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Home / Articles / Columnists / Dog World with Tina /  Caution & Danger
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Thursday, February 5,2015

Caution & Danger

By Tina Valant-Siebelts  
Caution & Danger

It seems every time I check in on social media, there is an URGENT NEED for an endangered dog. I receive hundreds of notices and pleas. I changed my settings so postings must have my approval, before appearing on my page. I am affiliated with Australian shepherd rescue groups along with almost every breed rescue in the state. I may be called to evaluate a dog being surrendered, pull a dog from a shelter, transport, photograph or foster - although I’ve backed off on that after FAILING foster care so many times.

A couple weeks ago, people kept sharing the plight of a bonded pair. Every time I went on Facebook, there they were. Found In a parking lot near Jai Alai, it was obvious they had been on their own for awhile. Infested with parasites, they were dirty and very thin. A kind man took them home and enlisted the help of his dog-loving neighbor. His small senior dogs wanted nothing to do with this powerful pair, so they lived in his backyard. They scanned for microchips and posted pictures online and locally. Nothing. Danger is a powerful brindle Mastiff mix, Caution is an American bulldog. If they were to escape, their fate was certain (death) as Miami-Dade residents.

It took time to gain their trust, but they came around quickly. Starved for attention and stimulation, they attacked the giant snake in the pool (skimmer), and tried their paws at landscaping (digging and uprooting plants). They needed to move on. The nice man gave his friendly neighbor a deadline. She went into overdrive, posting, calling and texting anyone who would listen - including city mayors. “They were young, good dogs who deserved a second (or would this be their third?) chance”, she told me. They were bonded and had to be placed together. Combined, they weighed in at around 150 pounds, and they were not really social with other dogs.

I dreamt about them, and knew I needed to make the call… but where could I take them, where they would be cared for, safe and loved? They also needed to be vetted (examined, vaccinated, spayed/neutered, tested for the deadly heartworms, and boarded until I could find the right place for them). This could easily run into thousands of dollars.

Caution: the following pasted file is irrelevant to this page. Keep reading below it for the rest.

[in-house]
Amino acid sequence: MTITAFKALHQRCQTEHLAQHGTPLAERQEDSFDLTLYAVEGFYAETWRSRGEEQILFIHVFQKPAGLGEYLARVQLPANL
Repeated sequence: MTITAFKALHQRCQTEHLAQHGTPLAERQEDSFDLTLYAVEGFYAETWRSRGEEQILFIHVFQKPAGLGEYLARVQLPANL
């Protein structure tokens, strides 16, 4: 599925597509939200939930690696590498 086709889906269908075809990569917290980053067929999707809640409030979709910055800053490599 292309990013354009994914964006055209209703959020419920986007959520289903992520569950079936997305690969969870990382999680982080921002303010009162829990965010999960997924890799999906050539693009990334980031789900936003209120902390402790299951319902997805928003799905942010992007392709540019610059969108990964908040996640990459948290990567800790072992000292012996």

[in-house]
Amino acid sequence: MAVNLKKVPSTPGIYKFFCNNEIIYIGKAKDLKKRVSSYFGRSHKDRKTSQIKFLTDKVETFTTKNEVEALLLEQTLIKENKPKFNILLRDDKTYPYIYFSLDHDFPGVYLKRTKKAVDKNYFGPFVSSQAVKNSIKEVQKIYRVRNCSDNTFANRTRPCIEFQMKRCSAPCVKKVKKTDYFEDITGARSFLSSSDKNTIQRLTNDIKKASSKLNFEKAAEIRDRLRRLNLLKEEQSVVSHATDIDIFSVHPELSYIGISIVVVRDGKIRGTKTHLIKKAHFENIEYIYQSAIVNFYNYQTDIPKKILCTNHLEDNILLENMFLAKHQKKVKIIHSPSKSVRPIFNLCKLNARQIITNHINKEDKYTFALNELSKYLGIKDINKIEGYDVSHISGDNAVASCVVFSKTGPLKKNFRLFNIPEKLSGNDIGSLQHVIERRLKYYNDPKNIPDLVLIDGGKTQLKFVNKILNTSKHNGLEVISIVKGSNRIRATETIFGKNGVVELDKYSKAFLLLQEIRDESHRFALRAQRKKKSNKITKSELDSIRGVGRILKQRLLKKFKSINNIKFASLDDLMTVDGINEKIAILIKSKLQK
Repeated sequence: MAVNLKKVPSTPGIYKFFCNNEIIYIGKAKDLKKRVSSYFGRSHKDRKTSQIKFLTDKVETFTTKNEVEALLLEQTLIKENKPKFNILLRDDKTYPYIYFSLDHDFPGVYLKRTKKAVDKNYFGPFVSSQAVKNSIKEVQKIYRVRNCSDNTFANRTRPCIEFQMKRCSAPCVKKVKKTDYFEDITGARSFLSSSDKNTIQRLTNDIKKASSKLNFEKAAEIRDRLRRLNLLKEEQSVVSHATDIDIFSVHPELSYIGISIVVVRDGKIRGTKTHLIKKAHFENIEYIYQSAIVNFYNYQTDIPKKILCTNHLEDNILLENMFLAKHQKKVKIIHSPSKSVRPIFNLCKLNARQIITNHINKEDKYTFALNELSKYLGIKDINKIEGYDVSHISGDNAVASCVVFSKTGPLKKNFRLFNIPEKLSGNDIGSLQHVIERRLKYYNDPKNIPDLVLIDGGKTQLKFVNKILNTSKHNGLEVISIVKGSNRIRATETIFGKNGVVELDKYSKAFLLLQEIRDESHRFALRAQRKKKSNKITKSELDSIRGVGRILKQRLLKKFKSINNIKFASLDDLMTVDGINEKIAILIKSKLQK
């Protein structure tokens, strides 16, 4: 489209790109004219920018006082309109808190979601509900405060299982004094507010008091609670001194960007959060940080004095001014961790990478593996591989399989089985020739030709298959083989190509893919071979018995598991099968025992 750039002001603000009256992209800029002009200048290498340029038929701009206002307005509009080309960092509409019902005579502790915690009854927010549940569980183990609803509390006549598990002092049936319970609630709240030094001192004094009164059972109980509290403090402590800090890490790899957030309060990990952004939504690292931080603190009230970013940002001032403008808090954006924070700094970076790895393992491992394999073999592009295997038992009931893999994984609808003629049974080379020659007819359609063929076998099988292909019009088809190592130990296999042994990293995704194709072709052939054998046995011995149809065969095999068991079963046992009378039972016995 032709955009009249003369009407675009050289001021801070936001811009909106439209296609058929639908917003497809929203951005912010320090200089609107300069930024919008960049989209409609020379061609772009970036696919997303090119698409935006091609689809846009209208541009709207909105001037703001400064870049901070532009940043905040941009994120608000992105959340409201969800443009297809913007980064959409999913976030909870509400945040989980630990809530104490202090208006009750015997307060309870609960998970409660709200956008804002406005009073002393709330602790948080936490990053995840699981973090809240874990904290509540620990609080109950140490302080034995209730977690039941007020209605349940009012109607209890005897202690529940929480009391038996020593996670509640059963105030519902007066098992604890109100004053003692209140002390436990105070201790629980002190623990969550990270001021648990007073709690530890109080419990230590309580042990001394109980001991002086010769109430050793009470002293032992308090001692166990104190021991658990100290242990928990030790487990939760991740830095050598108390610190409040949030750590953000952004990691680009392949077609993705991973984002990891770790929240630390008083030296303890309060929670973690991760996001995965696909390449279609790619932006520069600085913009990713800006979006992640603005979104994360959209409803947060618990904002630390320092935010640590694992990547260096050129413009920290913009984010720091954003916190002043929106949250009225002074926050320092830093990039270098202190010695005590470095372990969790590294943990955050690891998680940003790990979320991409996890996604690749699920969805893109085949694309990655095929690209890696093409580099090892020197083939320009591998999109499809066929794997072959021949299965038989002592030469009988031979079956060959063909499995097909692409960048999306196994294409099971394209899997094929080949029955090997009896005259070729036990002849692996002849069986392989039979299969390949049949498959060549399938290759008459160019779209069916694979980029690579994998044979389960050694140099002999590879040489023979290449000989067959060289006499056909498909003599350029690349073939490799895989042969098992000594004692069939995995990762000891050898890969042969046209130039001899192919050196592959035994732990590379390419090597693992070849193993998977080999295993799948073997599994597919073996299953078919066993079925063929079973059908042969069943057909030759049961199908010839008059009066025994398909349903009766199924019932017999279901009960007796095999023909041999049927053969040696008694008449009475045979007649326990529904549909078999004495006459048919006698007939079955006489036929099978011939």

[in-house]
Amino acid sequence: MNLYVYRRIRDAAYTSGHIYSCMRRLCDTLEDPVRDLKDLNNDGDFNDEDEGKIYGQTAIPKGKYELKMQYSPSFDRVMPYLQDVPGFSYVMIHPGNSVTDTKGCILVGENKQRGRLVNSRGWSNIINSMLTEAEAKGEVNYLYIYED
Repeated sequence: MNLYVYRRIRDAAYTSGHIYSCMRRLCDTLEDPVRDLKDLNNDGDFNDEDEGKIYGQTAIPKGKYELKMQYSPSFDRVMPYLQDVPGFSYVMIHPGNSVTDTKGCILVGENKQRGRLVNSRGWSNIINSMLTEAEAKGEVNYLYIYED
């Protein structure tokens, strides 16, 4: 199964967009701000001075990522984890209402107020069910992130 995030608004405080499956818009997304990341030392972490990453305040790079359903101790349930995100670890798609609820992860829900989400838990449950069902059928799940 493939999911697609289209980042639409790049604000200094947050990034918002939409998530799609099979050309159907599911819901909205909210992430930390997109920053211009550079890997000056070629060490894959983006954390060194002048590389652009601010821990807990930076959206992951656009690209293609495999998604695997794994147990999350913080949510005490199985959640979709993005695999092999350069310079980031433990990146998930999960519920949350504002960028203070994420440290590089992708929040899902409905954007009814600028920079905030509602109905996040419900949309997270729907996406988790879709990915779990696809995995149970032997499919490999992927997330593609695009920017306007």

They were almost out of time.

Meetings with several people interested… had not gone well. Caution was fearful and would lunge or nip. Danger had no idea of his own tremendous size, and could easily knock a person over. I arranged to meet them on a Saturday morning, and embarked on the hour drive.

Mustering all the “calm assertiveness” that would make Cesar Millan smile, I had them bring out Danger first, on to neutral ground. If he accepted me, perhaps Caution would, too. I did not face or look directly at her. I kept my hands to my sides, and movements minimal, allowing her to investigate me.

Enlisting the help of a rescue friend, we picked them up two days later. They were taken to the vet. Miraculously, their heartworm tests were negative, and she was already spayed. I visited and walked them over the next week. They went to their new home, TOGETHER, and are adjusting well.

EVERYONE can do something to help pets in need. It may be donating money or gently used linens, making a call, or fostering - or even something as easy as picking up a book, like Redemption by Nathan Winograd. No pet (regardless of breed) should be facing death at human hands.

Dog World with Tina

Tina Valant-Siebelts is a confirmed dog-o-holic, mom to many rescued pets, who volunteers with numerous organizations. To "fill all those dog bowls," Tina is an award-winning photographer, writer & event coordinator. www.HaveDog.com

 

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